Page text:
Last week, in the SCCE webinar “Using Modern Communication Techniques to Write a Better Code of Conduct,” our own Meghan Daniels talked about the tactic of using positive language in a Code.

So: “We compete fairly,” not: “We don’t collude with competitors.”

There are a few good reasons to do this — and this weekend’s Wall Street Journal describes one of them: a persuasion technique called “altercasting.”

Reporter Elizabeth Bernstein explains:

We all altercast, for better or worse. Want your co-worker to stay late and proofread a report you wrote? Mention that she is a good writer and really knows the subject. Hope to talk your meat-and-potatoes friend into trying the new Vietnamese restaurant? Tell him you admire his adventurous spirit. Want your husband to clean the garage? Point out what a supportive husband he is and how you know he wants you to be happy.

With altercasting, the goal is to describe your audience as if they were already successful at doing something you wish them to do — in order to induce a subliminal desire to do that thing even better.

For example, one research study found that 5th graders were more likely to clean up their classroom not when they got a lecture about tidiness but when they were told the principal already considered them the tidiest students in the school.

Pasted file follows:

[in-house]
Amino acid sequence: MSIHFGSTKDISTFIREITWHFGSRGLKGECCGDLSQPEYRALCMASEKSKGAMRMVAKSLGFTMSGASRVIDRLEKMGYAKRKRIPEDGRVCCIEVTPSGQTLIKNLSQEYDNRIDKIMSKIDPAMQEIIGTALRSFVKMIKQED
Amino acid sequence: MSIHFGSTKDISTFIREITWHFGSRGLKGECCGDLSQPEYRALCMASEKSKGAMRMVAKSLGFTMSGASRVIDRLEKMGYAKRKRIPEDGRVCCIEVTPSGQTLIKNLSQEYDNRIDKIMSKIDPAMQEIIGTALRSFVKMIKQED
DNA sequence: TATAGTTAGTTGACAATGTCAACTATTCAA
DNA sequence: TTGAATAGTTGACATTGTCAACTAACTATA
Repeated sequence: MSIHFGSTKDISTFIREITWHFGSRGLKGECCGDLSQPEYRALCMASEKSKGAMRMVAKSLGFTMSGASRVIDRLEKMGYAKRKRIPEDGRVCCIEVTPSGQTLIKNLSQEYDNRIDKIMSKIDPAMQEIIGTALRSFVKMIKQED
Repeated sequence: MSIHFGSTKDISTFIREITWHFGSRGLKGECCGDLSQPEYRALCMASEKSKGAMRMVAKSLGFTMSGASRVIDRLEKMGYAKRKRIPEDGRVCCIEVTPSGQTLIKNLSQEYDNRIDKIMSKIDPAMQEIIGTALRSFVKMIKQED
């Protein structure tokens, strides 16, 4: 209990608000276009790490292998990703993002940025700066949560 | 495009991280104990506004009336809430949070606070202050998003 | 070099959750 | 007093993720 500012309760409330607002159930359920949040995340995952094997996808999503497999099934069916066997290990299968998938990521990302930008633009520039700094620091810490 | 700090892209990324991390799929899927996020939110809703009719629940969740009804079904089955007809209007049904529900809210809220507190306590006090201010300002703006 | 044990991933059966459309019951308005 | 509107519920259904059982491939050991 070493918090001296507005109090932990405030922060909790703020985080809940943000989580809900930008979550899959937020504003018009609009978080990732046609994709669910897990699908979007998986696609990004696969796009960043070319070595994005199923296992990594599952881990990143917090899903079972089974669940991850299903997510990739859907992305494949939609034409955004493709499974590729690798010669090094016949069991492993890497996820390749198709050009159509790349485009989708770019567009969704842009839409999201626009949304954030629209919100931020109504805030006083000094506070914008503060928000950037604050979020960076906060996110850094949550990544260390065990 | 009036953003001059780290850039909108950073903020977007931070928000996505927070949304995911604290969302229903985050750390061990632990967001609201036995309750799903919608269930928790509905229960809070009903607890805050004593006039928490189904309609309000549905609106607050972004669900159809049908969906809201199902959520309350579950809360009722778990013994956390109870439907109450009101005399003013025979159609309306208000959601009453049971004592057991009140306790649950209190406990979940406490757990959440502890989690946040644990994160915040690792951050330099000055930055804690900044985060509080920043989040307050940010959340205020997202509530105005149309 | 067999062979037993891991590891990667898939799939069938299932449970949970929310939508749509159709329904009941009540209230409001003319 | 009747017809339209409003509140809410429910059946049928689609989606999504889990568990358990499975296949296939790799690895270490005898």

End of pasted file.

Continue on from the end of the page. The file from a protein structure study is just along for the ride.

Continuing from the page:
The Journal further added that it’s important to:

  • Cast that person in a role they want to be in.
  • Emphasize the relationship — and your appreciation of that person.
  • Include the phrase “are you willing” when making a request (in other words, show you recognize the other person has a choice — this counter-intuitively makes people more likely to cooperate).

So how can you incorporate altercasting into your Code of Conduct? Here are a few ideas:

  • CEO letter: Say something like: “I continue to be proud of the high level of personal integrity that our employees demonstrate every day at work. Again and again, I hear stories about (company name)-ers going out of their way to make sure a job is done right. These are exactly the actions we want to demonstrate, both to one another and to the outside world.”
  • Introduction/Ethical Decision-Making: Say something like: “When hiring, we look for people who can act as leaders in their roles. And no matter our role or level, each one of us is here in part because we have the capability to act as leaders when it comes to demonstrating integrity and making good decisions.”
  • Risk topics: Introduce topics in aspirational terms, in language that is likely to resonate with most people. For instance: “Our strength in the market is driven in part by the way we work with one another — respectfully, considerately, and with an openness to different perspectives and ways of thinking.”

Of course, to be credible, your statements have to be believable to your audience and in line with the employee culture they live in every day.

So borrow these statements, or create new ones that are even better suited to your organization. The only criteria is that, to paraphrase Dale Carnegie, you give employees “a fine reputation to live up to.”